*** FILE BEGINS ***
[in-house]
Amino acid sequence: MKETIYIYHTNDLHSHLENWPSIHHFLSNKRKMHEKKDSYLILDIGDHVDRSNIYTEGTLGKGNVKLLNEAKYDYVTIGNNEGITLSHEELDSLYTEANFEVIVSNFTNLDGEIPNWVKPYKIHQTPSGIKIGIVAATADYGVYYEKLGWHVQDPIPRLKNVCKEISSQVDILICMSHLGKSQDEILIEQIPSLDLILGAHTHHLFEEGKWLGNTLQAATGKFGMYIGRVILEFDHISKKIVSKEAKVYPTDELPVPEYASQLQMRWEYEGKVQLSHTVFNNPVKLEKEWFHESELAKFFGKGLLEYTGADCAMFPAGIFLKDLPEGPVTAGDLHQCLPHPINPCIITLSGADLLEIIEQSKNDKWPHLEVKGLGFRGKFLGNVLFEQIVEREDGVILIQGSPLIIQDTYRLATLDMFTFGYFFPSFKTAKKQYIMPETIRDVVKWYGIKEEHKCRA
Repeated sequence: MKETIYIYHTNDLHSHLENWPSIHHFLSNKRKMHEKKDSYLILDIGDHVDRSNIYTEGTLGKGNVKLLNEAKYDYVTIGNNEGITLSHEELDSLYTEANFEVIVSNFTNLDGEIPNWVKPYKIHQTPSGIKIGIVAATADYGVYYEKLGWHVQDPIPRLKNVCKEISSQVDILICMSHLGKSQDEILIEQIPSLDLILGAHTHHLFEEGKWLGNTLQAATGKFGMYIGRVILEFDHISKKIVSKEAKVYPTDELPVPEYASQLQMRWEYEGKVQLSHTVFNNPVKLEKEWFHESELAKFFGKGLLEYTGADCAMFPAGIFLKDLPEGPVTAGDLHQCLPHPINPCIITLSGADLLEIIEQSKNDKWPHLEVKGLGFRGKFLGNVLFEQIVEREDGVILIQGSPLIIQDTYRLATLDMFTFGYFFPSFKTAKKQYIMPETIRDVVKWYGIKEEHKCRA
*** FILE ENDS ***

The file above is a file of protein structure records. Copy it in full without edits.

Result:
[in-house]
Amino acid sequence: MKETIYIYHTNDLHSHLENWPSIHHFLSNKRKMHEKKDSYLILDIGDHVDRSNIYTEGTLGKGNVKLLNEAKYDYVTIGNNEGITLSHEELDSLYTEANFEVIVSNFTNLDGEIPNWVKPYKIHQTPSGIKIGIVAATADYGVYYEKLGWHVQDPIPRLKNVCKEISSQVDILICMSHLGKSQDEILIEQIPSLDLILGAHTHHLFEEGKWLGNTLQAATGKFGMYIGRVILEFDHISKKIVSKEAKVYPTDELPVPEYASQLQMRWEYEGKVQLSHTVFNNPVKLEKEWFHESELAKFFGKGLLEYTGADCAMFPAGIFLKDLPEGPVTAGDLHQCLPHPINPCIITLSGADLLEIIEQSKNDKWPHLEVKGLGFRGKFLGNVLFEQIVEREDGVILIQGSPLIIQDTYRLATLDMFTFGYFFPSFKTAKKQYIMPETIRDVVKWYGIKEEHKCRA
Repeated sequence: MKETIYIYHTNDLHSHLENWPSIHHFLSNKRKMHEKKDSYLILDIGDHVDRSNIYTEGTLGKGNVKLLNEAKYDYVTIGNNEGITLSHEELDSLYTEANFEVIVSNFTNLDGEIPNWVKPYKIHQTPSGIKIGIVAATADYGVYYEKLGWHVQDPIPRLKNVCKEISSQVDILICMSHLGKSQDEILIEQIPSLDLILGAHTHHLFEEGKWLGNTLQAATGKFGMYIGRVILEFDHISKKIVSKEAKVYPTDELPVPEYASQLQMRWEYEGKVQLSHTVFNNPVKLEKEWFHESELAKFFGKGLLEYTGADCAMFPAGIFLKDLPEGPVTAGDLHQCLPHPINPCIITLSGADLLEIIEQSKNDKWPHLEVKGLGFRGKFLGNVLFEQIVEREDGVILIQGSPLIIQDTYRLATLDMFTFGYFFPSFKTAKKQYIMPETIRDVVKWYGIKEEHKCRA